Step 5: add another layer of noodles. Keep breaking and mosaic-ing (not a word) those pieces to make sure you get as solid of a layer as possible. Use all of the noodles up if you can. Also, I recommend trying to press down the lasagna at this point, the noodles on top should keep your hands fairly clean and it helps so you can fit more into the pans.

Step 6: more sauce.

step 7: another layer of cheese! Use it all up if you can  Now, at this point if you have a bunch of leftover cheese mix and sauce (and another box of lasagna) and pans big enough to fit another layer, you could add one. I didn’t. I used up every drop of every ingredient making my 8 pans (I was very impressed with myself!)

Step 8: more sauce. Use it all up if you can.

Step 9: the last step! Sprinkle the reserved mozzarella cheese evenly over all of your pans. You know the drill, use it all up!

Step 10: I lied. This is the last step. Now you have to put the lids (or plastic wrap and foil) on your pans and freeze them! Be sure to label them with “LASAGNA” and the date (and, as you can see from my picture, you will have to do that I say and not what I do here people). You have no idea how many times I’ve pulled out a pan from the freezer and had to fully cook it before I could figure out what it was! Well, at the time I’m like “I’ll remember what’s in this pan for sure!” No, I will not remember. And you probably won’t either, so just get out your sharpie and scribe!

To bake: DO NOT defrost your lasagna (***UPDATE: defrosting your lasagna does NOT ruin it! In fact, I think it may even make it better. YAY!***). So you can defrost it overnight in the fridge if you want to. Now you can get to baking your covered lasagna (with the lid that came with the foil pans, or just foil, or the top to your baking dish, whatever) at 350-375 degrees Fahrenheit (depending on your oven, either will be fine though) for at least an hour. I really can’t tell you how long it’s going to take, especially since I have no idea what size pans you used or whether you defrosted it. It took mine about an hour and 10 minutes to bake….I think. You will be looking for lasagna that doesn’t look watery and registers at least 160 degrees Fahrenheit on a thermometer. No thermometer? Go get one, silly. Until you do, just test it somewhere near the middle with a fork to make sure the noodles are soft and that it’s nice and piping hot (not warm, ew) and doesn’t look watery. No one likes watery lasagna. The real test is the temperature though, so go by that if you can (keep it about 160-180 though, 200 degrees and you’ve got dried out lasagna). Once you bake one or two of them you’ll get a feel for it and will just be able to tell it’s done by looking at it. Don’t worry, you’ll have enough to practice on! Anyway, if you want the top cheese browned a bit you can remove the foil/lid the last 10-15 minutes of baking. Warning: some of the cheese will come off with the lid….it’s sad, I know, but just do your best to scrape it off and either eat it now or put it back on the lasagna. Eat it now. Let your lasagna rest on the counter for 10 minutes or so (do it) and then dig in!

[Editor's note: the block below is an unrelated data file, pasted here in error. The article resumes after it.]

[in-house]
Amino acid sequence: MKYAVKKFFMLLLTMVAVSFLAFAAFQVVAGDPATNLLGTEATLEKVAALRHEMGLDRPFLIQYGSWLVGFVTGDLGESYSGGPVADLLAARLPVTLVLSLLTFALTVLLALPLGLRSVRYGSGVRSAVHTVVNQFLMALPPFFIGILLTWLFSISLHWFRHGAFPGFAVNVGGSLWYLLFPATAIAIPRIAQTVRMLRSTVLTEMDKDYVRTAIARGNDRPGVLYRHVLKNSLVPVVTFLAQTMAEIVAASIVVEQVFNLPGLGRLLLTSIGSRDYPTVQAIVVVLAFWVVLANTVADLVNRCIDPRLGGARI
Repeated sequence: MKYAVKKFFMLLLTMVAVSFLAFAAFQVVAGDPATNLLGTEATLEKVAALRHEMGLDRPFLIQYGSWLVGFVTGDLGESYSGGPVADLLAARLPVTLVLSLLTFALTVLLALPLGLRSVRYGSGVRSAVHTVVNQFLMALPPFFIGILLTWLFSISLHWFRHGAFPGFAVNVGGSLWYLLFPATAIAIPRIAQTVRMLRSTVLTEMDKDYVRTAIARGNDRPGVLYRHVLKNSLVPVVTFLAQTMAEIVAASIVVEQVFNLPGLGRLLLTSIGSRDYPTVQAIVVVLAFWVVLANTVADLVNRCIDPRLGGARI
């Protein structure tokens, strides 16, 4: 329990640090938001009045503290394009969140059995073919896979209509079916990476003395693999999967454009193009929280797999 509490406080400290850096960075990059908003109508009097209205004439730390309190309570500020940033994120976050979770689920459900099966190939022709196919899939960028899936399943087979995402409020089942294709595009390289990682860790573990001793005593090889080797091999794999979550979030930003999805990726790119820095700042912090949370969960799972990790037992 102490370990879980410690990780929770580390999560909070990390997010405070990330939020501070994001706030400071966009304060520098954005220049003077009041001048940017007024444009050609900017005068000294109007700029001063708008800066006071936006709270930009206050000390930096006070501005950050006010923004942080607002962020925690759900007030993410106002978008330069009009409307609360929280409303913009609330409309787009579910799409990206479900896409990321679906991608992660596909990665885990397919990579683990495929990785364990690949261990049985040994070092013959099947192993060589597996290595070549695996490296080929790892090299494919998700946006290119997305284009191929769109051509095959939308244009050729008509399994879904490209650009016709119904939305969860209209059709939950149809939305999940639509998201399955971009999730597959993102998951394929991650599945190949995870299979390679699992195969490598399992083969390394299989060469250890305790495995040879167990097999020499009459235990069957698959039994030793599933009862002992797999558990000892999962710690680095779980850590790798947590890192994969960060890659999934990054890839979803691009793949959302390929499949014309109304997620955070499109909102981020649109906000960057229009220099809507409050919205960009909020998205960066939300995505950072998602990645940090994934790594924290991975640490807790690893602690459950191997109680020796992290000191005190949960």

Recipe Notes: please feel free to halve/quarter (or double!) this recipe to suit your needs and to add or subtract ingredients as you see fit. The basic lasagna noodles/sauce/cheese ratio should stay the same but you can change up pretty much everything else! I am a HUGE fan of substituting. Have fresh herbs? By all means use those. No fresh garlic or onions? Use dried onion flakes and garlic powder. Hate ricotta cheese? Use cottage cheese, or sour cream, or more mozzarella! Don’t have lasagna noodles? Use shells, or mix it all together with elbow mac or whatever (wait, why are you making lasagna without lasagna noodles?)! Anyway, there’s not much you can do to mess this lasagna up!

Sooooooo, that sums up this incredibly long post and if you are still with me I’d like to thank you for reading this post and visiting my new blog. I hope I’ve inspired you to go make some freezer lasagna. You’ll be glad you did when you come home from a long day at work or from running the kids all over town, or are just lazy and don’t want to cook, because you will have scrumptious, healthy, homemade lasagna in the freezer that you can be shoving in your face in about an hour. You’re welcome. If you have any questions please let me know!

I want to dedicate this recipe to an old friend that showed me how to make the best lasagna in the world. Without her, I would have banned lasagna from my house a long time ago. Sadly, we are no longer friends. However, my memories will be with me forever and I can have this lasagna and think of her often. I miss you B.

© 2014 Bowls Full of Yummy. Unauthorized use and/or duplication of this material without express and written permission from this blog’s author and/or owner is strictly prohibited. Excerpts and links may be used, provided that full and clear credit is given to Bowls Full of Yummy with appropriate and specific direction to the original content.